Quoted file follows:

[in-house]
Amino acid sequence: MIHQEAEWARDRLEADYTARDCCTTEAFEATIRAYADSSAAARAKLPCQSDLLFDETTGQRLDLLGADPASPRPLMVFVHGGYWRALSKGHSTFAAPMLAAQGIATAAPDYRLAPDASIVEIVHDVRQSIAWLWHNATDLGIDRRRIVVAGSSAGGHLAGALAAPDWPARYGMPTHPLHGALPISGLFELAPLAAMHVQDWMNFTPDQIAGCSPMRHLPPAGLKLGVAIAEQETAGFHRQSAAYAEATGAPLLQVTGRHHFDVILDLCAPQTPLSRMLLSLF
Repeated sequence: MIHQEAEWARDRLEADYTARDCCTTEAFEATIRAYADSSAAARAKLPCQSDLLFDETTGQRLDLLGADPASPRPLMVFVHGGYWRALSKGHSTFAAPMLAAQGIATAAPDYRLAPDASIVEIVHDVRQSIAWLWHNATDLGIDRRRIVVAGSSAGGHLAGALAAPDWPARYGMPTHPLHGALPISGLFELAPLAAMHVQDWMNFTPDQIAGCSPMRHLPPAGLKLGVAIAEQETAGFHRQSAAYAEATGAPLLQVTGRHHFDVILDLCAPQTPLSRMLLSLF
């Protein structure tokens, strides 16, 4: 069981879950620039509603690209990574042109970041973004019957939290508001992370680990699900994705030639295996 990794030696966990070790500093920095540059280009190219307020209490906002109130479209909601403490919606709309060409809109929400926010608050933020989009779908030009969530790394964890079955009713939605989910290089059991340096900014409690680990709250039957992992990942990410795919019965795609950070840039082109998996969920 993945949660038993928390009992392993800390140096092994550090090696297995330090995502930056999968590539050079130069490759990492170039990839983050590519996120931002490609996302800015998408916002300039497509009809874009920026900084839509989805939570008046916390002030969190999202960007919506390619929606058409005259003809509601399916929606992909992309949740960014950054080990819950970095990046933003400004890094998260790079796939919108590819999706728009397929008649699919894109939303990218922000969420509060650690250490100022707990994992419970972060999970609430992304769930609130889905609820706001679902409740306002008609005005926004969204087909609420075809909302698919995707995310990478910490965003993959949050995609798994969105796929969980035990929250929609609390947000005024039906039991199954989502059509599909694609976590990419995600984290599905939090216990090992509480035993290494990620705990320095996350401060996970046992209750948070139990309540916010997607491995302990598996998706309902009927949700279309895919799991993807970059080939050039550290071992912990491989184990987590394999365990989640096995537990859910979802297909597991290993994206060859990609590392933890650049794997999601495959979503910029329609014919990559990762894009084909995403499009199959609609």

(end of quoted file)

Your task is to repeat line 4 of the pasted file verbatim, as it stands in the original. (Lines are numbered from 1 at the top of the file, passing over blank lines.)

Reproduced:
């Protein structure tokens, strides 16, 4: 069981879950620039509603690209990574042109970041973004019957939290508001992370680990699900994705030639295996 990794030696966990070790500093920095540059280009190219307020209490906002109130479209909601403490919606709309060409809109929400926010608050933020989009779908030009969530790394964890079955009713939605989910290089059991340096900014409690680990709250039957992992990942990410795919019965795609950070840039082109998996969920 993945949660038993928390009992392993800390140096092994550090090696297995330090995502930056999968590539050079130069490759990492170039990839983050590519996120931002490609996302800015998408916002300039497509009809874009920026900084839509989805939570008046916390002030969190999202960007919506390619929606058409005259003809509601399916929606992909992309949740960014950054080990819950970095990046933003400004890094998260790079796939919108590819999706728009397929008649699919894109939303990218922000969420509060650690250490100022707990994992419970972060999970609430992304769930609130889905609820706001679902409740306002008609005005926004969204087909609420075809909302698919995707995310990478910490965003993959949050995609798994969105796929969980035990929250929609609390947000005024039906039991199954989502059509599909694609976590990419995600984290599905939090216990090992509480035993290494990620705990320095996350401060996970046992209750948070139990309540916010997607491995302990598996998706309902009927949700279309895919799991993807970059080939050039550290071992912990491989184990987590394999365990989640096995537990859910979802297909597991290993994206060859990609590392933890650049794997999601495959979503910029329609014919990559990762894009084909995403499009199959609609």